WILLIAM M KONYU

WILLIAM M KONYU - WO

  • HOMETOWN:
  • phillipsburg
  • COUNTY:
  • Warren
  • DATE OF BIRTH:
  • March 18, 1947
  • DATE OF CASUALTY:
  • April 16, 1969
  • BRANCH OF SERVICE:
  • Army
  • RANK:
  • WO
  • STATUS:
  • MIA
  • COUNTRY:
  • South Vietnam

Biography


William Michael Konyu was born on March 18, 1947. He lived in Phillipsburg, NJ, with his parents, John and Anna, and a sister, Patricia. He was a 1965 graduate from Phillipsburg High School. He went on to attend Beckley Junior College in West Virginia and the University of Maryland at College Park, MD.

Konyu entered the US Army Reserves in Philadelphia, PA, in November 1967. He received training in Fort Wolters, TX, and at Hunter Army Airfield in Georgia. He was sent to Vietnam in February 1969 and he attained the rank of Warrant Officer (WO). He also served as his unit's Postal Officer and was working hard to organize the mail service more efficiently.

On April 16, 1969, at the age of 22, Konyu was listed as missing in action.

Konyu was posthumously awarded the Bronze Star, the Air Medal, the National Defense Service Medal, the Vietnam Service Medal, the Vietnam Campaign Ribbon, the Good Conduct Medal, the Military Merit Medal, the Gallantry Cross with Palm and the Purple Heart.

Synopsis (from the POW Network) as to the circumstances behind being listed as MIA:
Warrant Officer William M. Konyu was assigned to Company B, 101st Aviation Battalion, 101st Airborne Division. On April 16, 1969, Konyu was the pilot of a UH1H helicopter on a combat mission in northern Quang Nam Province, South Vietnam, about 10 miles from the border of Laos.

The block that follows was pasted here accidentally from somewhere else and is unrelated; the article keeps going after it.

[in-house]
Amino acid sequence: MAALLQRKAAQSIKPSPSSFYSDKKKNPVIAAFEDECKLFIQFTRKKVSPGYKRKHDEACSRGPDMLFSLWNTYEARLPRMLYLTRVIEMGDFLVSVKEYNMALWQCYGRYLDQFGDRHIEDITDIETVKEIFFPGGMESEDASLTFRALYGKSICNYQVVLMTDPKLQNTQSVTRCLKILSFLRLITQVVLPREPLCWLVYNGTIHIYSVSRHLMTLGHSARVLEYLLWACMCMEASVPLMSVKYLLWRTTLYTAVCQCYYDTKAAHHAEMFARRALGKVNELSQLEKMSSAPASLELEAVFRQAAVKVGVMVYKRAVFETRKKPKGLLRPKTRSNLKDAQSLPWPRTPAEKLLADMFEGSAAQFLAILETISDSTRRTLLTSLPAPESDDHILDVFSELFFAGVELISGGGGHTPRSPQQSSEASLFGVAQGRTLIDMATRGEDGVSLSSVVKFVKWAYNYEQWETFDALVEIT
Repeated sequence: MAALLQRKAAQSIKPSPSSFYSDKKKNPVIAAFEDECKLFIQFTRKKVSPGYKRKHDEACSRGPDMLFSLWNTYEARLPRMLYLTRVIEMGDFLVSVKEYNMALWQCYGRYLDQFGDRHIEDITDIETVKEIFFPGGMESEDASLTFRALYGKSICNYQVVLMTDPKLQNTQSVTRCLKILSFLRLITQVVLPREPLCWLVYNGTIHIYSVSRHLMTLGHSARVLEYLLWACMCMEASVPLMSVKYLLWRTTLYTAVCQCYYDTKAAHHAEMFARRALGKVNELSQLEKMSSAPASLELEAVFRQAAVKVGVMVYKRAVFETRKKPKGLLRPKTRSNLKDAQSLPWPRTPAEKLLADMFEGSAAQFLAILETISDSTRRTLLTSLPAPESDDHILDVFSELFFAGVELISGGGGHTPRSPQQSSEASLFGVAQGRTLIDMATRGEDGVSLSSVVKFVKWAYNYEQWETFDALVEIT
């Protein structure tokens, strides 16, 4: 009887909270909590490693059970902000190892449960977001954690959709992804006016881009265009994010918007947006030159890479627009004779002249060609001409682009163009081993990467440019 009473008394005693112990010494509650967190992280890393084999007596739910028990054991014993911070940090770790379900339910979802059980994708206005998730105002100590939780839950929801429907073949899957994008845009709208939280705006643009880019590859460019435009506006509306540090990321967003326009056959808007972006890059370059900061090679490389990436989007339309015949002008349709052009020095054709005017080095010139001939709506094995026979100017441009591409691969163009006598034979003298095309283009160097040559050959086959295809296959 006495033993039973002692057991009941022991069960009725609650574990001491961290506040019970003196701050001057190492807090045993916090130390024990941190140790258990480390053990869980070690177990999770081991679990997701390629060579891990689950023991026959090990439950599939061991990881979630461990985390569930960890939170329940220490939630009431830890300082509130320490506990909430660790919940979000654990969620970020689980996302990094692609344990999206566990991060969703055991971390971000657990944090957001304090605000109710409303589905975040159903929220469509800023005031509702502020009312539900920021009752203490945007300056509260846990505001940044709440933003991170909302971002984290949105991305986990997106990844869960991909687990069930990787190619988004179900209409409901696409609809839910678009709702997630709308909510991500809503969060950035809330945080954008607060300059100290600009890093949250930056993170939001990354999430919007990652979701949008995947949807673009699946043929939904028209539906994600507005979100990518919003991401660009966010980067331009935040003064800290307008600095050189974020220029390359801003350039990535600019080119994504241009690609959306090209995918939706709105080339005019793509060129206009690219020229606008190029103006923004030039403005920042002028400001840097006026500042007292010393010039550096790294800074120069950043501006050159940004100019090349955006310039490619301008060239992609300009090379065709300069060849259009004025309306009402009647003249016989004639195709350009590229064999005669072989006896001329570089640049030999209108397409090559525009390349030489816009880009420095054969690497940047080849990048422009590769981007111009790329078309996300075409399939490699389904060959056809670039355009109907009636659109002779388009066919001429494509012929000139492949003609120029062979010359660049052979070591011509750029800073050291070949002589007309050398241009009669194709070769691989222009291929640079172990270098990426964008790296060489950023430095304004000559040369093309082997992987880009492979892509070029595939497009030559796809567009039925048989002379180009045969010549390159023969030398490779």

As Konyu made his short, final approach to the landing zone, he received intense enemy fire. The windshield on the pilot's side was shattered. Konyu was seen to throw up his hands and slump forward over the controls. The Co-pilot was wounded in his legs. Control of the helicopter was lost. The helicopter subsequently crashed, rolled over on its side and burned. Attempts to reach the helicopter by ground personnel were made impossible because of the intense heat of the burning aircraft. A US ground team reported a burned body in the pilot's seat.

The team was uncertain how to recover what they believed were the remains of the pilot, and left the area, but returned later in the day to prepare to extract the remains.

When the extraction team arrived four days later to recover the remains, they had disappeared. Evidence that enemy forces had been at the site was discovered, and it was assumed that the enemy buried the pilot somewhere nearby, but no graves were located. Konyu was listed among the missing because his remains were never found.

William Konyu is currently listed as missing in action, body not recovered.

Sources: Denise Slattery (niece), POW Network and NJVVMF.

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